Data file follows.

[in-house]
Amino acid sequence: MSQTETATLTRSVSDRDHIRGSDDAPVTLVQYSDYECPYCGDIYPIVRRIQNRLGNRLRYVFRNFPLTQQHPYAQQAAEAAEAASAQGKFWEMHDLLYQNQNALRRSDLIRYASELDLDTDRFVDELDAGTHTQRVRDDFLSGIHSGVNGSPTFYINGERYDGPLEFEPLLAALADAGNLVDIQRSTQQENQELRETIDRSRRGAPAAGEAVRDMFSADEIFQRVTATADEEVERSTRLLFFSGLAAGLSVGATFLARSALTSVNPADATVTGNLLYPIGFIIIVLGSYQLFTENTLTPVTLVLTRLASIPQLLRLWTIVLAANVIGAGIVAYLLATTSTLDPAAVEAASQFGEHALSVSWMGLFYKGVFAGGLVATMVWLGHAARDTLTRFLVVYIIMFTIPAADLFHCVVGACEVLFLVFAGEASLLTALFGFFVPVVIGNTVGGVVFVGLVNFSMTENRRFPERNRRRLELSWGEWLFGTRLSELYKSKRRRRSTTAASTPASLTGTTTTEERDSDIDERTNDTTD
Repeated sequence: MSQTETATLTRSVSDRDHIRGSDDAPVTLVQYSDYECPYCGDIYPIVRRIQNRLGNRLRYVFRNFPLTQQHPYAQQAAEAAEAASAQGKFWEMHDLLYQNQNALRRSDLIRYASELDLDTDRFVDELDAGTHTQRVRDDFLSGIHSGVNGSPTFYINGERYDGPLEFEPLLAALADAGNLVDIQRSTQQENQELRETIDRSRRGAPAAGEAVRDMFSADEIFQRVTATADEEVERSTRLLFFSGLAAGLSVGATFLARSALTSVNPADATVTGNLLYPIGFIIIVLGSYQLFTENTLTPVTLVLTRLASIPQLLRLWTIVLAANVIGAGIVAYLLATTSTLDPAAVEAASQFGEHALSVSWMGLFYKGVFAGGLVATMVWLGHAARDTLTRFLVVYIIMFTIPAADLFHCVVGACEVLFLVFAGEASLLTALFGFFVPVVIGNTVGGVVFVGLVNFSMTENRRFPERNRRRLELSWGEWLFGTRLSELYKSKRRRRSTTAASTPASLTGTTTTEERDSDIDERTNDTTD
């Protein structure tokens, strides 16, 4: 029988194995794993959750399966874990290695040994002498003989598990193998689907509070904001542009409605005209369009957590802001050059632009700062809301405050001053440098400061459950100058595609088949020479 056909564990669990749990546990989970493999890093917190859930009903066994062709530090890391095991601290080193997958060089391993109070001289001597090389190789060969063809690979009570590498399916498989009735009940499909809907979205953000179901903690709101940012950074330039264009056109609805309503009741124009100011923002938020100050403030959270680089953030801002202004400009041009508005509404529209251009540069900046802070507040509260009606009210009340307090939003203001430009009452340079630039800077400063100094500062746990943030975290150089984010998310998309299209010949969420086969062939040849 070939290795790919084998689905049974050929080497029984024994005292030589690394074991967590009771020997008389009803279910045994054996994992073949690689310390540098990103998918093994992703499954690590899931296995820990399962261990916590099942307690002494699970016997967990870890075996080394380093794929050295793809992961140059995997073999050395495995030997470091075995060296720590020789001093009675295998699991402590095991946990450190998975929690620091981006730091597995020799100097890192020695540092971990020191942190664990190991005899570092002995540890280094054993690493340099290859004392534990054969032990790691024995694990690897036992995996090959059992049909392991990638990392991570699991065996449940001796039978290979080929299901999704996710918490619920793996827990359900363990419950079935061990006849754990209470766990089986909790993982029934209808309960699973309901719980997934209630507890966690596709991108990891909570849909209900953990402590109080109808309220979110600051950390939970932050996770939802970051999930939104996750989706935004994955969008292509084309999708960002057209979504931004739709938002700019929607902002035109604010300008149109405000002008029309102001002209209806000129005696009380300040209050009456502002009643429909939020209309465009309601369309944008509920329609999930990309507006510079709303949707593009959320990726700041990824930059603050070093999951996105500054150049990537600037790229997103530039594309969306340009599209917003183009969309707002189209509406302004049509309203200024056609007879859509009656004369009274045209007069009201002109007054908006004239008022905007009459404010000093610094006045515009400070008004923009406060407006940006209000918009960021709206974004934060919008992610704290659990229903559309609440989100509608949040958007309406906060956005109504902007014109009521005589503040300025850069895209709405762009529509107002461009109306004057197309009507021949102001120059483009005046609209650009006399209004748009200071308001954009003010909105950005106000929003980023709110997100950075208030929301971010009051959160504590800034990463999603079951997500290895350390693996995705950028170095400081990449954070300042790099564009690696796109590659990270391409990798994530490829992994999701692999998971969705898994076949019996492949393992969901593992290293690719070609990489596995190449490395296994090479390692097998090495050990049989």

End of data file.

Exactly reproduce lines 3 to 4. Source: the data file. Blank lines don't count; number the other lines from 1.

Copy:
Repeated sequence: MSQTETATLTRSVSDRDHIRGSDDAPVTLVQYSDYECPYCGDIYPIVRRIQNRLGNRLRYVFRNFPLTQQHPYAQQAAEAAEAASAQGKFWEMHDLLYQNQNALRRSDLIRYASELDLDTDRFVDELDAGTHTQRVRDDFLSGIHSGVNGSPTFYINGERYDGPLEFEPLLAALADAGNLVDIQRSTQQENQELRETIDRSRRGAPAAGEAVRDMFSADEIFQRVTATADEEVERSTRLLFFSGLAAGLSVGATFLARSALTSVNPADATVTGNLLYPIGFIIIVLGSYQLFTENTLTPVTLVLTRLASIPQLLRLWTIVLAANVIGAGIVAYLLATTSTLDPAAVEAASQFGEHALSVSWMGLFYKGVFAGGLVATMVWLGHAARDTLTRFLVVYIIMFTIPAADLFHCVVGACEVLFLVFAGEASLLTALFGFFVPVVIGNTVGGVVFVGLVNFSMTENRRFPERNRRRLELSWGEWLFGTRLSELYKSKRRRRSTTAASTPASLTGTTTTEERDSDIDERTNDTTD
């Protein structure tokens, strides 16, 4: 029988194995794993959750399966874990290695040994002498003989598990193998689907509070904001542009409605005209369009957590802001050059632009700062809301405050001053440098400061459950100058595609088949020479 056909564990669990749990546990989970493999890093917190859930009903066994062709530090890391095991601290080193997958060089391993109070001289001597090389190789060969063809690979009570590498399916498989009735009940499909809907979205953000179901903690709101940012950074330039264009056109609805309503009741124009100011923002938020100050403030959270680089953030801002202004400009041009508005509404529209251009540069900046802070507040509260009606009210009340307090939003203001430009009452340079630039800077400063100094500062746990943030975290150089984010998310998309299209010949969420086969062939040849 070939290795790919084998689905049974050929080497029984024994005292030589690394074991967590009771020997008389009803279910045994054996994992073949690689310390540098990103998918093994992703499954690590899931296995820990399962261990916590099942307690002494699970016997967990870890075996080394380093794929050295793809992961140059995997073999050395495995030997470091075995060296720590020789001093009675295998699991402590095991946990450190998975929690620091981006730091597995020799100097890192020695540092971990020191942190664990190991005899570092002995540890280094054993690493340099290859004392534990054969032990790691024995694990690897036992995996090959059992049909392991990638990392991570699991065996449940001796039978290979080929299901999704996710918490619920793996827990359900363990419950079935061990006849754990209470766990089986909790993982029934209808309960699973309901719980997934209630507890966690596709991108990891909570849909209900953990402590109080109808309220979110600051950390939970932050996770939802970051999930939104996750989706935004994955969008292509084309999708960002057209979504931004739709938002700019929607902002035109604010300008149109405000002008029309102001002209209806000129005696009380300040209050009456502002009643429909939020209309465009309601369309944008509920329609999930990309507006510079709303949707593009959320990726700041990824930059603050070093999951996105500054150049990537600037790229997103530039594309969306340009599209917003183009969309707002189209509406302004049509309203200024056609007879859509009656004369009274045209007069009201002109007054908006004239008022905007009459404010000093610094006045515009400070008004923009406060407006940006209000918009960021709206974004934060919008992610704290659990229903559309609440989100509608949040958007309406906060956005109504902007014109009521005589503040300025850069895209709405762009529509107002461009109306004057197309009507021949102001120059483009005046609209650009006399209004748009200071308001954009003010909105950005106000929003980023709110997100950075208030929301971010009051959160504590800034990463999603079951997500290895350390693996995705950028170095400081990449954070300042790099564009690696796109590659990270391409990798994530490829992994999701692999998971969705898994076949019996492949393992969901593992290293690719070609990489596995190449490395296994090479390692097998090495050990049989």